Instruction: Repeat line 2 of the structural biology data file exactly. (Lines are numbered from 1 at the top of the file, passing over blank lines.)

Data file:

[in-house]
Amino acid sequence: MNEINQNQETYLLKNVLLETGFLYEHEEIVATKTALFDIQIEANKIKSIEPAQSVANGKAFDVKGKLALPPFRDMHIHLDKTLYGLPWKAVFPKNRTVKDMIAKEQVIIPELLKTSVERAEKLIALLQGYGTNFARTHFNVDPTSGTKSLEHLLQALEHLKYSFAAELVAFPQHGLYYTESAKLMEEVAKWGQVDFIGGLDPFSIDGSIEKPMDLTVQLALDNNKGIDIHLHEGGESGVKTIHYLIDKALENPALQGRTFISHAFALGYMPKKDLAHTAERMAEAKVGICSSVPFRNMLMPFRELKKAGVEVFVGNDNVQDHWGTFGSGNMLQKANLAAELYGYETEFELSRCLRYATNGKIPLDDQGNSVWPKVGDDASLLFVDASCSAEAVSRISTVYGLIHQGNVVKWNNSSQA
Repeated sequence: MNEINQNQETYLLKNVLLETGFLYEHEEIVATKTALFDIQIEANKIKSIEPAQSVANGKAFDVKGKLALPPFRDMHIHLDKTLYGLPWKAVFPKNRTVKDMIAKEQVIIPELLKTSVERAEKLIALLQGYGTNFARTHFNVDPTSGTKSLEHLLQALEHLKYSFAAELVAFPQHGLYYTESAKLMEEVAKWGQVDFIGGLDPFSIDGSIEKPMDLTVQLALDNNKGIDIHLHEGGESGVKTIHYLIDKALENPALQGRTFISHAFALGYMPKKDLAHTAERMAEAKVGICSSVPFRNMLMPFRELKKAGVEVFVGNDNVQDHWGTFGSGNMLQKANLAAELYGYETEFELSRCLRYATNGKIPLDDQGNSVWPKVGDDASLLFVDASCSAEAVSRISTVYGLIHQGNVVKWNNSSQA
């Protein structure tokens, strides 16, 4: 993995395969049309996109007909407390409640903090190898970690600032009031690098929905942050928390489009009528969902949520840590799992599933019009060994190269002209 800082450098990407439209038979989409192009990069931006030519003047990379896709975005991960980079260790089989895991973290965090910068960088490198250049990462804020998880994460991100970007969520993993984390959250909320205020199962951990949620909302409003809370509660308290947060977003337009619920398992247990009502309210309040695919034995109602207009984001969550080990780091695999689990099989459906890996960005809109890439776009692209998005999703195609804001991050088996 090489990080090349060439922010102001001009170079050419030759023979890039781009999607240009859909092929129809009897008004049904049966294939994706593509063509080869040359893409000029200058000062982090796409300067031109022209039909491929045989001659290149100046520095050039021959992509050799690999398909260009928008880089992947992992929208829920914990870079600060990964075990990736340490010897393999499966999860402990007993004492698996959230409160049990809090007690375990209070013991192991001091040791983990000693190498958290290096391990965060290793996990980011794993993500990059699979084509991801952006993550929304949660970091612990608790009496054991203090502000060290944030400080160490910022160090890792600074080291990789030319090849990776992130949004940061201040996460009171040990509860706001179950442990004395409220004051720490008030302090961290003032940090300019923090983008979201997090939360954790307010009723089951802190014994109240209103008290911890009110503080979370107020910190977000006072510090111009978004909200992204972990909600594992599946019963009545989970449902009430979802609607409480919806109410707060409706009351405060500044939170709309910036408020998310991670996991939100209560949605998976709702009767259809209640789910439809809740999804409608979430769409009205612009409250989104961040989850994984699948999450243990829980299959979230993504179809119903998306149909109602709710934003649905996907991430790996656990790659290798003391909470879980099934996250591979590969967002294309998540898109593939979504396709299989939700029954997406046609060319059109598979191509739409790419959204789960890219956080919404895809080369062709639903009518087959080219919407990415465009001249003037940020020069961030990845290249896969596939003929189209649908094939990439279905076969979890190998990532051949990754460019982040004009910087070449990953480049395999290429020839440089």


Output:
Amino acid sequence: MNEINQNQETYLLKNVLLETGFLYEHEEIVATKTALFDIQIEANKIKSIEPAQSVANGKAFDVKGKLALPPFRDMHIHLDKTLYGLPWKAVFPKNRTVKDMIAKEQVIIPELLKTSVERAEKLIALLQGYGTNFARTHFNVDPTSGTKSLEHLLQALEHLKYSFAAELVAFPQHGLYYTESAKLMEEVAKWGQVDFIGGLDPFSIDGSIEKPMDLTVQLALDNNKGIDIHLHEGGESGVKTIHYLIDKALENPALQGRTFISHAFALGYMPKKDLAHTAERMAEAKVGICSSVPFRNMLMPFRELKKAGVEVFVGNDNVQDHWGTFGSGNMLQKANLAAELYGYETEFELSRCLRYATNGKIPLDDQGNSVWPKVGDDASLLFVDASCSAEAVSRISTVYGLIHQGNVVKWNNSSQA